The Tony Abbott insurrection against the moderate overlords of the parliamentary Liberal party continues.
‘I am a member of the government and it has always been the Liberal Party tradition that backbenchers can speak their mind on policy issues,’ Abbott told his local Manly Daily newspaper this week. ‘I am just doing what is perfectly within the rights of a backbench member of our party, which is to speak out in support of the values and traditions which have traditionally been our party’s.’
Abbott’s insurgency on Liberal policy, membership and factional funny business has rattled Prime Minister Malcolm Turnbull. Having tacked the Coalition to the centre-left, lagging in opinion polls, dependent on unreliable and self-serving allies like Christopher Pyne and having no clear policy values of his own, Turnbull looks more like an impotent and tormented King Kong atop the Empire State Building, attacked from all sides by fighter planes all piloted by Abbott. Everywhere Turnbull goes, he is dogged by questions about ‘that gentleman’ Abbott, and whatever he wants to say is drowned out by Abbott’s static.
The rightness of Abbott’s cause is not the issue. His campaign and policy manifesto reflect the views of the Liberal member and supporter base, a far more conservative and principled constituency than the parliamentary party. He is correct to say the Turnbull government has moved too far to the left of those it expects to vote for it, seeking approval from progressives who will take what’s offered, yet never vote for the Coalition. If the Liberal leadership was open to a grassroots vote, Abbott would win convincingly over Turnbull.
Writing here this week, Paul Mitchell is right in theory: if Turnbull had any political sense and understanding of people he would being Abbott back into Cabinet, deploying his talents in common cause and putting him on the leash of collective responsibility. But the time for that was right after the election, not now. Turnbull could have done it then with grace, but now bringing Abbott in from the cold would appear weakness. Abbott is pressing too hard, too fast.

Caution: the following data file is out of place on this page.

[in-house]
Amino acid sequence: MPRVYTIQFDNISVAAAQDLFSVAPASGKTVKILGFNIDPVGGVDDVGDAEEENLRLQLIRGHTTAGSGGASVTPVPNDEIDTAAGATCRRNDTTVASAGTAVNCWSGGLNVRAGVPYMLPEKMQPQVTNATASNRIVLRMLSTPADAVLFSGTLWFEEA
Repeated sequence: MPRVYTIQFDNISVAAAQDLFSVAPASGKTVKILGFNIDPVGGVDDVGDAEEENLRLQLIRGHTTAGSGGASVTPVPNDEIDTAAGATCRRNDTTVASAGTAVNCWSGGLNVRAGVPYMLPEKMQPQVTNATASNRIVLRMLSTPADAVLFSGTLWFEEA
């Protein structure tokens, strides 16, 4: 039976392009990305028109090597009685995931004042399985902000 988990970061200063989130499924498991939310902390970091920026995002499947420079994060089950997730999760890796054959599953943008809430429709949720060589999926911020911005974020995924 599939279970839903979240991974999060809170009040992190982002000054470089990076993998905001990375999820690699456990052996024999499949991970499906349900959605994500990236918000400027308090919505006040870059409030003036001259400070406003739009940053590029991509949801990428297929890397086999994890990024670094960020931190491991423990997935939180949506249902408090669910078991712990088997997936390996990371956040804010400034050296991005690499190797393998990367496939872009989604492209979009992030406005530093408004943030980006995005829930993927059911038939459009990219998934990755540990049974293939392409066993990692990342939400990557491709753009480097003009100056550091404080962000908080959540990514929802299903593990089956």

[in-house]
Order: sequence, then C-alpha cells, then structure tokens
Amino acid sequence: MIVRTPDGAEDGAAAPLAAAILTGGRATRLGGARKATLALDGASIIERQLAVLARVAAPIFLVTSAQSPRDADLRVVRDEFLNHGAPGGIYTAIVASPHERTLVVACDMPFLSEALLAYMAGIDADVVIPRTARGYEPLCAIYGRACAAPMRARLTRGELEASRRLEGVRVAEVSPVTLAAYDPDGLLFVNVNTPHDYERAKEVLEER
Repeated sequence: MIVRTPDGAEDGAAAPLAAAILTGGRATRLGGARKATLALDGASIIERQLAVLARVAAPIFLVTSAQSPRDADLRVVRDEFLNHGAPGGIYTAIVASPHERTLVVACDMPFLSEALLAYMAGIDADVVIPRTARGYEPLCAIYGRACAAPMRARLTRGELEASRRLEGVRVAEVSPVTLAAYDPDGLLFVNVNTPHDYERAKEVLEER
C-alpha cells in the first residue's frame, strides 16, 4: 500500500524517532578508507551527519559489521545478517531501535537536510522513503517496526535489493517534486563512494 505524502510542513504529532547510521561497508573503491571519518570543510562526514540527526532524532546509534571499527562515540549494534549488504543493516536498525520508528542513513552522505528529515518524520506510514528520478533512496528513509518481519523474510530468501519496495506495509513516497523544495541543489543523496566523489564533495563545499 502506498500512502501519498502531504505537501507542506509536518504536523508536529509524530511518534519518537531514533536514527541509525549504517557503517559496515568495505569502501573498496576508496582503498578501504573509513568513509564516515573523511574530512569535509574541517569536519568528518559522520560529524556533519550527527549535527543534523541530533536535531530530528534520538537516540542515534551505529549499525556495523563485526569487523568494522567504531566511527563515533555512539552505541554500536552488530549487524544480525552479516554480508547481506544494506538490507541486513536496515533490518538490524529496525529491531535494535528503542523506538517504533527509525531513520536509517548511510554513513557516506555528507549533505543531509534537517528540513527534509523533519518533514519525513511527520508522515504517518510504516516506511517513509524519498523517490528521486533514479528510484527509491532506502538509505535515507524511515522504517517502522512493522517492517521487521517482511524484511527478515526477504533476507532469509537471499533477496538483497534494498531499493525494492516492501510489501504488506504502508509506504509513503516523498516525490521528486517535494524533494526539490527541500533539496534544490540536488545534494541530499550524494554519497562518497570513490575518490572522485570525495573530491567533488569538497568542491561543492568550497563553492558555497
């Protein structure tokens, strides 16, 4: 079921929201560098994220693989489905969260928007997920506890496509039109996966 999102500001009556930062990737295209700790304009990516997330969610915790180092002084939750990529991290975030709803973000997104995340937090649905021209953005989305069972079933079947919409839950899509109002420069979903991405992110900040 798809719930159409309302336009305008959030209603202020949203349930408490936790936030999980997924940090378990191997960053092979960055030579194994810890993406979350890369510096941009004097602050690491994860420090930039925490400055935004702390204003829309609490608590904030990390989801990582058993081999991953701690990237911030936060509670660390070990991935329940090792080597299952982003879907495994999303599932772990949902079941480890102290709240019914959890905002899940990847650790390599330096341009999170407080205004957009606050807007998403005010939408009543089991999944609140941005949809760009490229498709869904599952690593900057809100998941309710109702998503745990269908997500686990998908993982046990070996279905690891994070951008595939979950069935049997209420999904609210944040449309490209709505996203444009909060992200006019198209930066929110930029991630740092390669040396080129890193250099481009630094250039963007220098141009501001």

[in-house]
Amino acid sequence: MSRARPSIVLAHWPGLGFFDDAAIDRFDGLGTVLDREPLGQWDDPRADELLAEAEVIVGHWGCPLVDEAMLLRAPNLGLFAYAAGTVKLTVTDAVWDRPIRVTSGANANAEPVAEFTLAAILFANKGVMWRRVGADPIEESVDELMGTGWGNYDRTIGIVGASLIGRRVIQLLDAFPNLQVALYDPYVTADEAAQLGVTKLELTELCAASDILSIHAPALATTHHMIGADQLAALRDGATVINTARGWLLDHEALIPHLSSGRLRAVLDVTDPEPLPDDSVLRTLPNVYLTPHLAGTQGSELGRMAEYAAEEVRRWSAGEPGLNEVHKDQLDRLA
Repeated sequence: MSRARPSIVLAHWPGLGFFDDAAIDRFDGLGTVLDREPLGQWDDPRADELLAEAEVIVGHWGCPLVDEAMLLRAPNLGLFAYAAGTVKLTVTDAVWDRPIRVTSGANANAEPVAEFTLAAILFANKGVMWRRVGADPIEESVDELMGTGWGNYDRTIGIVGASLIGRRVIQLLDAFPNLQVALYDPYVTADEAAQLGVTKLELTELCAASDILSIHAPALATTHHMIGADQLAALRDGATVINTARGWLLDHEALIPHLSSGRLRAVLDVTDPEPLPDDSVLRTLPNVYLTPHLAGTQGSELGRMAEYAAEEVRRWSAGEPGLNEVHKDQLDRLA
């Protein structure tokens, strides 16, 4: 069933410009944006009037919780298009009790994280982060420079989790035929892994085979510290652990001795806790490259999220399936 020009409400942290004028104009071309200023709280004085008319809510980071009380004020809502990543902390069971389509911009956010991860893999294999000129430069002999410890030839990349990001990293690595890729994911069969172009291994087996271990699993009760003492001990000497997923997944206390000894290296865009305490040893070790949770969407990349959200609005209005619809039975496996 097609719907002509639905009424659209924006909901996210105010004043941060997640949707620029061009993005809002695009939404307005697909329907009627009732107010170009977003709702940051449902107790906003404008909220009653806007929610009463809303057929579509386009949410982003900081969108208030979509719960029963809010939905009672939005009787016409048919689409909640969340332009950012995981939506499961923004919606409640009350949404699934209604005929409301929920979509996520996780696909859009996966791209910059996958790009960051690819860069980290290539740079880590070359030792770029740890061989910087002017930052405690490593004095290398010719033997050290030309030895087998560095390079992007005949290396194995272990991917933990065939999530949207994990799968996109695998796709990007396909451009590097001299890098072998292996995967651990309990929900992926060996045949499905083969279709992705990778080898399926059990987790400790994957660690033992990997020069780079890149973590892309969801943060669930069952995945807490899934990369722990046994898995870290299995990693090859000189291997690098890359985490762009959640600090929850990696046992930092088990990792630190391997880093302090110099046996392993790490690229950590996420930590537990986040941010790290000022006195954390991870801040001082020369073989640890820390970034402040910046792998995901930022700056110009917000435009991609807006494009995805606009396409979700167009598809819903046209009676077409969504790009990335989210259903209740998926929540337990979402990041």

But I’m suspecting it’s not a return to Cabinet that Turnbull and his coterie may have in mind for Abbott.
On Sunday, Turnbull said he would not stay in Parliament if he lost the Liberal leadership, a clear hint to Abbott as to what Turnbull believes he should have done – notwithstanding that in 2010 Turnbull rescinded his own decision to quit after himself being deposed. Mind you, had that rule applied we also would never have had the Liberal golden years of the Menzies and Howard governments.
If Turnbull is to be taken at his word, and if he believes he has decisive party room numbers, he could set up a lightning strike against Abbott. What if, returning from his G20 jolly next week, he calls an extraordinary out-of-session meeting of the Liberal party room, spills the leadership and recontests it on the basis of mano a mano, winner-take-all, with the loser quitting Parliament?
On those terms, it would be almost impossible for Abbott to decline the thrown-down gauntlet without losing face and credibility, and if he lost it would be harder still to stay on in Parliament. He will have been blitzed by a Turnbull showing far more political tactical nous than he has ever shown.
Turnbull hasn’t the political smarts or the bottle, some may say. Yet desperation can prompt even the timidest and weak to fight to save themselves.
If he is to ensure his political survival, Abbott must anticipate a surprise Turnbull counter-attack at any time. He needs to be prepared to both win and lose a sudden leadership ballot called by Turnbull. Abbott’s strength is the grass roots, not the party room, but the grass roots don’t have a vote in a Liberal leadership context.
This could come to a head sooner than people think. Turnbull is cornered and increasingly desperate as the bad Newspolls mount up: something has to give. Abbott needs to be ready.
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